Seeing ourselves as others see us
‘If you want to know why Europeans belong in a single community, visit any one of Britain's great medieval cathedrals.’ The sentence comes not from Catholic leaders insisting on the Christian heritage of Europe, but from Jonathan Jones, art correspondent of the Guardian, a British newspaper which is ‘liberal’ in the mainstream European tradition, no special friend to Catholicism.
Jones evokes ‘Christendom’, the ‘art, architecture and philosophy that transcended the borders of infant states’, that underpins virtually every artistic and literary movement since. Even today, in Eurosceptic Britain, the UK Art Fund is campaigning to keep a painting by Breughel in England. ‘Why? Because it's our heritage. Because we are Europeans.’
In a neat paradox, Jones also argues that the concept of nationalism itself is common to Europe and distinctive of it. Indeed, a foundational European document, The Westphalia Settlement of 1648, almost absolutises national states. Only the governments of states possess ‘sovereignty’; only they are authorised to conduct international affairs; they - and only they - may wage war as a legal means of resolving differences; and so on. This heritage still shapes the inter-governmental trend within the EU.
Recent popes insist that the Christian heritage of Europe lies at the heart of European identity. The Popes do not wish to restore ‘Christendom’ - which had a fearsome shadow side, of internal persecution and external conquest. They commend Christianity not Christendom (even though Christendom is an undeniable element of ‘Christian heritage’). They call Europe not to some restoration of the past but to a new sense of humanity, to a humanism conscious of the transcendent sources of its dignity.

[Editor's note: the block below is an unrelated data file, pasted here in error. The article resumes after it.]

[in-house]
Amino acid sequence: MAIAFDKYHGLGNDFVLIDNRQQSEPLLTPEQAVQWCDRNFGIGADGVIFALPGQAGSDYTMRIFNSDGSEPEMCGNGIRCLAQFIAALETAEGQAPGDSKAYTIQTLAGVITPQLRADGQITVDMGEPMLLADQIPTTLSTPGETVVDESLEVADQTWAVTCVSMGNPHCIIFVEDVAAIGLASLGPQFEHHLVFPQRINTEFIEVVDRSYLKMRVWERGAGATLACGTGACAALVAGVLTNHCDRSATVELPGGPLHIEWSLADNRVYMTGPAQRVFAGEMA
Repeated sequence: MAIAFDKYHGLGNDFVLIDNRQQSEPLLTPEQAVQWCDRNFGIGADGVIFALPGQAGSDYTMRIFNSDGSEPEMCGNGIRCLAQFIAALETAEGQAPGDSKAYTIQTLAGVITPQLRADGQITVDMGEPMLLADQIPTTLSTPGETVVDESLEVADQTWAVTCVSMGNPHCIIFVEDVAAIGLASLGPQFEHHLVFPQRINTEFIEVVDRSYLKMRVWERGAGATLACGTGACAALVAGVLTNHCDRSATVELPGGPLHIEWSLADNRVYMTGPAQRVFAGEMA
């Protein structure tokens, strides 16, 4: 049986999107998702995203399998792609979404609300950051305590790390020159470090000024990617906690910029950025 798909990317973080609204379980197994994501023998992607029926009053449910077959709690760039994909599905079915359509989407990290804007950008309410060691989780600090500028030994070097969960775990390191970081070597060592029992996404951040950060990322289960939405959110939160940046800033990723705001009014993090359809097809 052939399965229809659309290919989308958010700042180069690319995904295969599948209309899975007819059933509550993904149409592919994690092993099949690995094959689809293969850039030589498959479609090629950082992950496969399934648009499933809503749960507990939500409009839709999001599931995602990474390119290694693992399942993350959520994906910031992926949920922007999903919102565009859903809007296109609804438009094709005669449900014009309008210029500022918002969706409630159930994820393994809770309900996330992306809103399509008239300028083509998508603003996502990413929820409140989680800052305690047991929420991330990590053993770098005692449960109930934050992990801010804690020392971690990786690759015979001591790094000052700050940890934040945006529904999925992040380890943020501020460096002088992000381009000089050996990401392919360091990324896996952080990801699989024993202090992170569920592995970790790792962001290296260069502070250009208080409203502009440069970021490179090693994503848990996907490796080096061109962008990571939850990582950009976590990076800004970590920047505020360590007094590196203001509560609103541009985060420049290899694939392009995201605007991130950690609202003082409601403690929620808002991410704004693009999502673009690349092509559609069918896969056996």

So it is sobering to read, together with Jonathan Jones’s reflection, a powerful critique of the European ethos from beyond the EU, by the Nobel Prize-winning Turkish novelist Orhan Pamuk. Europe, argues Pamuk, ‘seeks to preserve its great cultural traditions, profit from the riches it covets in the non-western world, and retain the advantages gained over so many centuries of class conflict, colonialism and internecine war’. Clearly, the zenith of the culture celebrated by Jones precedes the empire-building and colonialism that began in the sixteenth century. Yet defending that culture today entails the harsh rejection, by means of ‘higher walls, tougher visa restrictions and ships patrolling borders’ of needy immigrants from lands Europe became wealthy by exploiting. For Pamuk, ‘anti-immigration politics and prejudices are destroying the core values that made Europe what it was’.
It seems that at least two ‘heritages’ are involved here - those of culture (including religion) and of practical politics. Neither is pure. The question is, how can we learn to practice a politics that is rooted in a profound sense of the full dimensions of human life, and how can we shape a culture that is secure enough to be generously open to the rest of the world, and capable of global political responsibility.
Frank Turner SJ